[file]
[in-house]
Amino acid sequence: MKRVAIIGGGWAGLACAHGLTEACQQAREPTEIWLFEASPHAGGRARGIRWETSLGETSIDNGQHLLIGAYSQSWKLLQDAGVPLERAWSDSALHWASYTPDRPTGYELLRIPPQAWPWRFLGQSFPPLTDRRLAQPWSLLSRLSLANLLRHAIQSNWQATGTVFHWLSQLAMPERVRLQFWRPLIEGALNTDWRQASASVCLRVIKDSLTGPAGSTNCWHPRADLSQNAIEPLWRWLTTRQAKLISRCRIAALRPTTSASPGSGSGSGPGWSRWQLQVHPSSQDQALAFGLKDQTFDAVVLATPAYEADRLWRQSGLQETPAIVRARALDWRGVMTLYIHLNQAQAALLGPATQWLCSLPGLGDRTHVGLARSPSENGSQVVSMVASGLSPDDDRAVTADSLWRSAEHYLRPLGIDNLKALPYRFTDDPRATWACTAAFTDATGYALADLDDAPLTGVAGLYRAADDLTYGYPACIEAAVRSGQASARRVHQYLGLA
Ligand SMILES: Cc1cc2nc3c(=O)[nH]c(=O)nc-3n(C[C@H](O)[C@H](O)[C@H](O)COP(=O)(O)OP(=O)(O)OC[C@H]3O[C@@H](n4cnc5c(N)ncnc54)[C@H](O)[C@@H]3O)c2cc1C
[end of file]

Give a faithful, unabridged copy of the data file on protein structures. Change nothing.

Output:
[in-house]
Amino acid sequence: MKRVAIIGGGWAGLACAHGLTEACQQAREPTEIWLFEASPHAGGRARGIRWETSLGETSIDNGQHLLIGAYSQSWKLLQDAGVPLERAWSDSALHWASYTPDRPTGYELLRIPPQAWPWRFLGQSFPPLTDRRLAQPWSLLSRLSLANLLRHAIQSNWQATGTVFHWLSQLAMPERVRLQFWRPLIEGALNTDWRQASASVCLRVIKDSLTGPAGSTNCWHPRADLSQNAIEPLWRWLTTRQAKLISRCRIAALRPTTSASPGSGSGSGPGWSRWQLQVHPSSQDQALAFGLKDQTFDAVVLATPAYEADRLWRQSGLQETPAIVRARALDWRGVMTLYIHLNQAQAALLGPATQWLCSLPGLGDRTHVGLARSPSENGSQVVSMVASGLSPDDDRAVTADSLWRSAEHYLRPLGIDNLKALPYRFTDDPRATWACTAAFTDATGYALADLDDAPLTGVAGLYRAADDLTYGYPACIEAAVRSGQASARRVHQYLGLA
Ligand SMILES: Cc1cc2nc3c(=O)[nH]c(=O)nc-3n(C[C@H](O)[C@H](O)[C@H](O)COP(=O)(O)OP(=O)(O)OC[C@H]3O[C@@H](n4cnc5c(N)ncnc54)[C@H](O)[C@@H]3O)c2cc1C